Covid-19: Sharing isn’t caring


It’s almost 50 days since the head of state shut the country down.

Somehow, we’ve managed to spend seven weeks sitting at home, pretty much sober, something which, if you’d asked me before March 26, I’d have said we could never do.

It’s been a long 49 days, perhaps the longest 49 days any of us has experienced, particularly those among us who are gagging for a cigarette and an ice cold Amstel.

Perhaps the next 49 will be a little easier, a bit less extreme. They will, if the changes to retail regulations, the modification of the exercise rules and the potential district by district move to level three announced by the president on Wednesday night materialise.

I guess Cyril Ramaphosa will have to run the proposed changes past Dr Nkosazana Dlamini-Zuma and the National Coronavirus Command Council before giving us the good news. I’m not convinced that Dlamini-Zuma and Dr No, as Health Minister Dr Zweli Mkhize is becoming known in the Harper household these days, will want to give the smokers and drinkers a break, despite the benefits to the taxman of doing so.

Perhaps they’ll show some mercy.

Take their boots off the sinners’ necks.


Somehow, despite the best efforts of Dlamini-Zuma, I’m still zolling, to borrow a term from the woman herself. I stocked up properly, bud and papers, so I’m covered, for at least another six months, maybe longer if I behave myself, no matter what happens at the end of May.

Locked down or not, level 5, level 4, level 3 or level whatever, I’m still rolling. I’m still licking the paper — just like Dlamini-Zuma’s sign language interpreter did that fateful evening when she broke millions of South Africans hearts — still using my saliva to ensure the zol doesn’t fall.

I’m still smoking.

What I’m not doing is sharing, mainly because all my smoking mates are, like me, abiding by the terms of the lockdown and staying in their own pozi, so there’s nobody to share with. We’ve all adopted what has become the stoner’s mantra for life under Covid-19 — and after it, for that matter — puff, but don’t pass.

It’s unnatural behaviour, the antithesis of cannabis culture, to not share. It’s also something that is now unavoidable, something which, like not shaking hands or hugging, will have to be learned.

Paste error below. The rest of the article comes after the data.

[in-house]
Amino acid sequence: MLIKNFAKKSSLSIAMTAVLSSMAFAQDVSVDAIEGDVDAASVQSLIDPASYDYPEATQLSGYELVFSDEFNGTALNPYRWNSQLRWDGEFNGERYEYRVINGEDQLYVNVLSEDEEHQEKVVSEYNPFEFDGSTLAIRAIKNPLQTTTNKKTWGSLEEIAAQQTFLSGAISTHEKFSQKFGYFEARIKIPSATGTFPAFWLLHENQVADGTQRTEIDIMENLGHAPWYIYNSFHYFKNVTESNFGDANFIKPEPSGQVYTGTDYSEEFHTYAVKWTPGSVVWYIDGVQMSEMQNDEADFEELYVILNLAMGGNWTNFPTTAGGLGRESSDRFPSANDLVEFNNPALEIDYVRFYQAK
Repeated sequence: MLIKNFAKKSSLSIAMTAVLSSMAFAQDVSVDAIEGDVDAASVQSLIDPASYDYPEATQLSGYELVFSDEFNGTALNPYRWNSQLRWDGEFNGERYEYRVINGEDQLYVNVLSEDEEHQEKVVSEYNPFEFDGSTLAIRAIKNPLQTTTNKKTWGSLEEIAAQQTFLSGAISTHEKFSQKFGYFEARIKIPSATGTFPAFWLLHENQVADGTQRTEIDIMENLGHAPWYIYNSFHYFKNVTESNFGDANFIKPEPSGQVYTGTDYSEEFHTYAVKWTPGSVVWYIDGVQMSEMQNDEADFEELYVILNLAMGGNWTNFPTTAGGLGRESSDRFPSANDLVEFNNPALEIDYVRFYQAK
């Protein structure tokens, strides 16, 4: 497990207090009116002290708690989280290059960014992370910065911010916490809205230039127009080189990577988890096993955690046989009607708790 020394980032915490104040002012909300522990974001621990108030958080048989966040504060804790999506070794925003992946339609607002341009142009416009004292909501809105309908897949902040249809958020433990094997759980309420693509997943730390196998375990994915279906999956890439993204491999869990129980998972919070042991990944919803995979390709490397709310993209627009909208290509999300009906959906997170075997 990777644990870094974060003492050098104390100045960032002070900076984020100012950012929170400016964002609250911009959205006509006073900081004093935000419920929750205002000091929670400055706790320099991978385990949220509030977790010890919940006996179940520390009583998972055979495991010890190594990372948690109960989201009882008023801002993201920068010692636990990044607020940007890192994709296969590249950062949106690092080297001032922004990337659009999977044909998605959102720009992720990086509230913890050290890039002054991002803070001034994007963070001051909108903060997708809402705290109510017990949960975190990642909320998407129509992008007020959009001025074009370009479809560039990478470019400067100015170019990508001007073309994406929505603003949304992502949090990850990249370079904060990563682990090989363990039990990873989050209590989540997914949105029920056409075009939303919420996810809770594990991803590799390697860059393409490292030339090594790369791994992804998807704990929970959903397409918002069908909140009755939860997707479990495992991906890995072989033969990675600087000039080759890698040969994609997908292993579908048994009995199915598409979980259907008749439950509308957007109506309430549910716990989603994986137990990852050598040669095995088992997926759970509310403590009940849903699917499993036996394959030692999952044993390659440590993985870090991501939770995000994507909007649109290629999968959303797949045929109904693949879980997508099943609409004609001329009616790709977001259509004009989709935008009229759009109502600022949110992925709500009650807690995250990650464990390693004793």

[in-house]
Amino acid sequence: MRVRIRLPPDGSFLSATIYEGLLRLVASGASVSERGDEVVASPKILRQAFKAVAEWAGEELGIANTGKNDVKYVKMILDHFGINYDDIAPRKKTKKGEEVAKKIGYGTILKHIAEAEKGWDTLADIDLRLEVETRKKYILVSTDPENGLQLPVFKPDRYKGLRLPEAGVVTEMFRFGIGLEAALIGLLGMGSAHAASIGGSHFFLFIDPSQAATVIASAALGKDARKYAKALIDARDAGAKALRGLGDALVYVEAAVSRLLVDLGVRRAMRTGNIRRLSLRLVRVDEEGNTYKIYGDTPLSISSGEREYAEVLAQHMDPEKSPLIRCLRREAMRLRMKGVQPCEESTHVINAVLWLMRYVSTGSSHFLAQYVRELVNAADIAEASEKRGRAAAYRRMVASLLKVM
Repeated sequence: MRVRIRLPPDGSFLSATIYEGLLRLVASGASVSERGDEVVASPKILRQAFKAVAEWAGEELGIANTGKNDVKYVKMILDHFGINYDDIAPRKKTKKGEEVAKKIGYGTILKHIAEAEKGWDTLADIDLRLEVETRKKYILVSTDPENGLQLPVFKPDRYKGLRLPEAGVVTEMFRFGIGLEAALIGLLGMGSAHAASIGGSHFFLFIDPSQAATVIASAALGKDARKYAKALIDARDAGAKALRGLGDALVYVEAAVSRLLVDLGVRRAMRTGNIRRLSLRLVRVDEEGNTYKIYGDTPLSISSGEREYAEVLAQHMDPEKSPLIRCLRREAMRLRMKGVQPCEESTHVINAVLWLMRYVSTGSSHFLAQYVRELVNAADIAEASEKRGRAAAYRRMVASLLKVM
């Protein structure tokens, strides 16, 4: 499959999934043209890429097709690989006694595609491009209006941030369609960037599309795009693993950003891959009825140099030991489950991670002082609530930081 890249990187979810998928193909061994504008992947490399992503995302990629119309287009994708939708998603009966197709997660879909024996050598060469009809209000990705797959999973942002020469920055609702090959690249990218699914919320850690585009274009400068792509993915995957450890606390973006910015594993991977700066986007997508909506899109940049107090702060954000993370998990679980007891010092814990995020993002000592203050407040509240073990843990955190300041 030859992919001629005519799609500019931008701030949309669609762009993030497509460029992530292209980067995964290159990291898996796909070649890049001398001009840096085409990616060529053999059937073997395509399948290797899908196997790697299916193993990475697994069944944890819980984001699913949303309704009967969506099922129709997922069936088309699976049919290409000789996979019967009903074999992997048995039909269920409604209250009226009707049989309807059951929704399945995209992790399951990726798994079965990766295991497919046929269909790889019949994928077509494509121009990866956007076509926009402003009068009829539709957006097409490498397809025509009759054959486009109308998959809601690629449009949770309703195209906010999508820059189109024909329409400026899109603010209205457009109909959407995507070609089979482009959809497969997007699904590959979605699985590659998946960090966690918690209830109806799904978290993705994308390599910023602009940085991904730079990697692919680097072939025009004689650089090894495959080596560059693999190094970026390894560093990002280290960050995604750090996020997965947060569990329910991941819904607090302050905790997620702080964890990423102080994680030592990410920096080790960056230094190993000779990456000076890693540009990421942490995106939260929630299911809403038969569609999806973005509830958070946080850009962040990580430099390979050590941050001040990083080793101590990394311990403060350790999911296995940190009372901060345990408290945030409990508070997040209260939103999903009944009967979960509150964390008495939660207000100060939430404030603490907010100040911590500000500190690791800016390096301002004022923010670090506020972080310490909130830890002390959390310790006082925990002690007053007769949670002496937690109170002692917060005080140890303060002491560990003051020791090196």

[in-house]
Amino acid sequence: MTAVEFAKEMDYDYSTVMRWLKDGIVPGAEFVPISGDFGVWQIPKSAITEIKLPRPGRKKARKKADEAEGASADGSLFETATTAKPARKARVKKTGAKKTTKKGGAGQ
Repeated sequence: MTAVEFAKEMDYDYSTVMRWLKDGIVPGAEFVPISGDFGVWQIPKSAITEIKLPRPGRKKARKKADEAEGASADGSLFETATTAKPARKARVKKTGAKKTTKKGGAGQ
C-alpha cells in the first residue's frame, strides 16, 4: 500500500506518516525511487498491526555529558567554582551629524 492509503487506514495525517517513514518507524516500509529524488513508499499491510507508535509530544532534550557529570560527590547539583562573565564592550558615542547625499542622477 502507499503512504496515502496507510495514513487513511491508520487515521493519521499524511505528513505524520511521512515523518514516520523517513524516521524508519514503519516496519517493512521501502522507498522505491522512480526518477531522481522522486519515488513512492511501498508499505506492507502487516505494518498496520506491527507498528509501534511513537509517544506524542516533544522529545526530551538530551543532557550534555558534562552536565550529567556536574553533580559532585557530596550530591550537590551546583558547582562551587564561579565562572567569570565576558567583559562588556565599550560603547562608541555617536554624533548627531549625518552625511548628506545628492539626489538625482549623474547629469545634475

Passing the spliff to the left is as natural an action as a high five or a fist bump — to me at least, after nearly 40 years of doing so — and it is going to take some unlearning. Perhaps by the time that I can finally see my mates again, not passing the joint will have ingrained itself on my muscle memory.


It’s gonna be weird. Standing around, a metre and half apart, smoking our own spliffs through our masks, exhaling away from each other. It’s gonna take some doing, but so did hugging and 45 times a day handwashing, so it’s possible.

I was glued to the screen for Ramaphosa’s “my fellow South Africans” on Wednesday night, when he eventually got going, after being forced to ditch his open-toed shoes and put on his crop bottoms by Minister of Fashion Ebrahim Patel. I wonder who advised Patel on the clothing retail regulations? Perhaps it’s the same person who advised Dlamini-Zuma about the zol issue, on smokes and beer?


I don’t get the argument that the president’s announcement was empty, which, not surprisingly, is loudest from those who were agitating the hardest for him to make a public appearance, claiming he had done like his deputy, David Mabuza, and disappeared.

Given the realities of the Covid-19 pandemic, Ramaphosa had a fair amount to say: the lockdown has served its purpose and kept the infection rate and death toll down, with the country now ready to move into the next phase of dealing with the virus at the end of May. More economic activity will open up; those districts which are not hotspots can move to level 3 at the end of the month; those with high infection levels will stay on level 4; more products will be on sale; regulations restricting exercise will be amended in the next couple of days.

Ramaphosa didn’t announce the end of the lockdown, a lifting of the booze and cigarette ban, a return to normality, because he couldn’t. There was never any way he was going to do so. We’re still several months from the pandemic reaching its peak, no matter how long the last 49 days have taken.

More than 200 people have died from Covid-19 already, even with the lockdown. More people are going to die, particularly when the restrictions are lifted further, so an incremental move back to a semblance of normality is the best we could expect.

Keep the powerful accountable

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Paddy Harper
Paddy Harper

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